This review examines the hypothesis that vitamin and mineral status in athletes is inadequate for optimal sports performance. The review is based on indicators determined from blood and on studies published since 1980. Most of the studies did not find micronutrient status in athletes to be different from untrained controls. The serum ferritin concentration in females was lower than in males (27 vs. 78 μg · L−1), and the prevalence of low serum ferritin concentration was higher in female athletes than in untrained female controls (37 vs. 23%). Supplementation of water-soluble vitamins and iron was associated with an improvement in the corresponding indicators. Excluding a few studies with mildly anemic subjects, improvements in indicators of micronutrient status were not associated with enhanced athletic performance. Consequently, the levels of indicators of micronutrient status seen in athletes' blood were apparently compatible with optimal physical performance.
Melinda M. Manore
This paper presents an overview of vitamin
Hyun Chul Jung, Myong Won Seo, Sukho Lee, Sung Woo Jung, and Jong Kook Song
The prevalence of vitamin D deficiency has become an important worldwide public health issue ( Holick & Chen, 2008 ). It is well recognized that vitamin D plays a key role in bone health ( Välimäki et al., 2004 ), muscle function ( Ceglia, 2008 ), and athletic performance ( Koundourakis et
Michelle S. Rockwell, Madlyn I. Frisard, Janet W. Rankin, Jennifer S. Zabinsky, Ryan P. Mcmillan, Wen You, Kevin P. Davy, and Matthew W. Hulver
Although initially classified as a vitamin, calciferol (vitamin D) is recognized as a hormone with widespread functionality in physiology and metabolism. There are a number of direct and indirect mechanisms by which vitamin D may influence skeletal muscle function and remodeling, including enhanced
Holden S-H. MacRae and Kari M. Mefferd
We investigated whether 6 wk of antioxidant supplementation (AS) would enhance 30 km time trial (TT) cycling performance. Eleven elite male cyclists completed a randomized, double-blind, cross-over study to test the effects of twice daily AS containing essential vitamins plus quercetin (FRS), and AS minus quercetin (FRS-Q) versus a baseline TT (B). MANOVA analysis showed that time to complete the 30 km TT was improved by 3.1% on FRS compared to B (P ≤ 0.01), and by 2% over the last 5 km (P ≤ 0.05). Absolute and relative (%HRmax) heart rates and percent VO2max were not different between trials, but average and relative power (% peak power) was higher on FRS (P ≤ 0.01). Rates of carbohydrate and fat oxidation were not different between trials. Thus, FRS supplementation significantly improved high-intensity cycling TT performance through enhancement of power output. Further study is needed to determine the potential mechanism(s) of the antioxidant efficacy.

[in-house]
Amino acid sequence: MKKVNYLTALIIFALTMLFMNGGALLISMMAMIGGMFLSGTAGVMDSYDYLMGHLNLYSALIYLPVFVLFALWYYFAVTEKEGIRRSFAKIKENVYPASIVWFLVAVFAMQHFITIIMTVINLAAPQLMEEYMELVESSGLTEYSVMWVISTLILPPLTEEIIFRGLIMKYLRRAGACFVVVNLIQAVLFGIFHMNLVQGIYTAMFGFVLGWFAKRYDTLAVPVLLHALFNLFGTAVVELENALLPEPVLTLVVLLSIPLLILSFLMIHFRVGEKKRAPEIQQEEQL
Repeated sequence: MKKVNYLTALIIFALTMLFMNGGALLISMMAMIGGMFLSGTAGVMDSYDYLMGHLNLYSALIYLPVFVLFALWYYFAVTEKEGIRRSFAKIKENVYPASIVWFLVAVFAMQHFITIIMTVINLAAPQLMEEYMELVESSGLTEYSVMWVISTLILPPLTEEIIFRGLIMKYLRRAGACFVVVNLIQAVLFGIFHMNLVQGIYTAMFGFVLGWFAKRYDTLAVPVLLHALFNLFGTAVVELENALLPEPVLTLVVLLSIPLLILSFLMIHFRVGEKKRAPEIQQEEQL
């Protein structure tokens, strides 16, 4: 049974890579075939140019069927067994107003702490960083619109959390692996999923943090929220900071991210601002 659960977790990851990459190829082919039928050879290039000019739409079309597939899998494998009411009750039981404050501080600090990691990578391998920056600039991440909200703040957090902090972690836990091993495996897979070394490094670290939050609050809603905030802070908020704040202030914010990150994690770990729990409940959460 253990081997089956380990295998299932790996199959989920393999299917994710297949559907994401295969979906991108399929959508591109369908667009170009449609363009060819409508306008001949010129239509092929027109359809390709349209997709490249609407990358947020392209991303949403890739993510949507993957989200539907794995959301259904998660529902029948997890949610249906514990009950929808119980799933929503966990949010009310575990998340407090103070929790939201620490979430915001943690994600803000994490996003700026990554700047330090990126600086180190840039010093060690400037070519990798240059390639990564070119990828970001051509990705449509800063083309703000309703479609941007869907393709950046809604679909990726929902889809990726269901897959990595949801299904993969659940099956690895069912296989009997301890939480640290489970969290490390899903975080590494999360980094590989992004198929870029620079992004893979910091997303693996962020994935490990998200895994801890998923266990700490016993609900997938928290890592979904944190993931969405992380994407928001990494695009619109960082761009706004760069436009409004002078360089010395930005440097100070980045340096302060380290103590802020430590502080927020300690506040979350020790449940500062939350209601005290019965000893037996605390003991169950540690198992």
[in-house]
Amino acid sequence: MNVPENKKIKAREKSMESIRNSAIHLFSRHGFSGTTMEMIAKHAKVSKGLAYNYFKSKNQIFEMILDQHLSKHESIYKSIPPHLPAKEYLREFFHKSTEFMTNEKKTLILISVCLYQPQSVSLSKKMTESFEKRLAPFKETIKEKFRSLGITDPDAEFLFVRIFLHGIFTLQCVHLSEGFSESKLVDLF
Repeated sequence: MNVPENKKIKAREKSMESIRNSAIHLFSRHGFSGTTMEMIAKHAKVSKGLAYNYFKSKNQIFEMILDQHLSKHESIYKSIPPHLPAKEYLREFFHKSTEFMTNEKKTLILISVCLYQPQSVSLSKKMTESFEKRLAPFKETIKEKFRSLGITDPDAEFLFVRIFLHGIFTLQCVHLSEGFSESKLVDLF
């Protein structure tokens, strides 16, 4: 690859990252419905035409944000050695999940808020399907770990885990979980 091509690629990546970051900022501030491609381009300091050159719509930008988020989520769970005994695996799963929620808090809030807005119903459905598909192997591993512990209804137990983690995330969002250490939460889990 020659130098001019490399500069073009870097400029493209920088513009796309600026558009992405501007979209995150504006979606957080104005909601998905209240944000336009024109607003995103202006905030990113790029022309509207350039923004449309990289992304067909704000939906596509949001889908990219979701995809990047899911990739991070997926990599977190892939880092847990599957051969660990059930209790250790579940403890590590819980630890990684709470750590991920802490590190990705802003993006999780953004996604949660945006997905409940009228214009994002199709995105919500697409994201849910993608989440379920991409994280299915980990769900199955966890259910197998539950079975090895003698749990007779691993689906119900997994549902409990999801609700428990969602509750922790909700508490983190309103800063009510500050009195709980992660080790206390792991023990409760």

Susan J. Massad, Nathan W. Shier, David M. Koceja, and Nancy T. Ellis
Factors influencing nutritional supplement use by high school students were assessed. Comparisons were made between various groups of sports participants and non-sports participants. The Nutritional Supplement Use and Knowledge Scale was administered to 509 students. Mean supplement use score was 10.87 (SEM = 0.50, range 0-57). Mean knowledge score was 13.56 (SEM = 0.16, range 1-21). Significant relationships (p < .01) were obtained for supplement knowledge with use, and supplement use with gender. ANOVA found significant differences between supplement use by gender (p < .01), supplement use by sports category (p < .05), and knowledge scores by sports category (p < .01). Discriminant function analysis indicated knowledge, supplement use, and subscores for protein, vitamins/minerals, and carbohydrates were best discriminators of sport group membership. Greater knowledge about supplements was associated with less use; hence, education about supplements can be a deterrent to use. This study may help coaches, athletic trainers, athletic directors, teachers, physicians, and parents identify nutritional misconceptions held by adolescents.
Hanan A. Alfawaz, Soundararajan Krishnaswamy, Latifah Al-Faifi, Halima Ali Bin Atta, Mohammad Al-Shayaa, Saad A. Alghanim, and Nasser M. Al-Daghri
for protection from cardiovascular diseases ( Nunez-Cordoba & Martinez-Gonzalez, 2011 ), calcium and vitamin D supplementation for increasing bone mineral density ( Silk et al., 2015 ), and vitamin C in preventing and treating the common cold ( Hemila & Chalker, 2013 ). Despite the absence of
Kelly Pritchett, Robert C. Pritchett, Lauren Stark, Elizabeth Broad, and Melissa LaCroix
The National Health and Nutrition Examination Survey III determined that vitamin D insufficiency (<75 nmol/L) affects over 77% of the population. According to the World Health Organization and the Endocrine Society serum 25(OH) vitamin D (25(OH)D) standards, vitamin D deficiency is defined as <50
Dana M. Lis and Keith Baar
measured in a healthy athletic human body. Therefore, the current study aimed to determine the effect of different preparations of collagen supplements on collagen synthesis rates. Subjects were provided with 15 g of vitamin C–enriched collagen either as a drink containing gelatin or HC or as a gummy
Kirsty A. Fairbairn, Ingrid J.M. Ceelen, C. Murray Skeaff, Claire M. Cameron, and Tracy L. Perry
Vitamin D is a secosteroid hormone that may directly act on skeletal muscle ( Ceglia, 2008 ; Hamilton, 2010 ). Muscle function is impaired in severe vitamin D deficiency like rickets and osteomalacia ( Wharton & Bishop, 2003 ), and supplementation of between 420 and 8,570 IU/day for 3–6 months in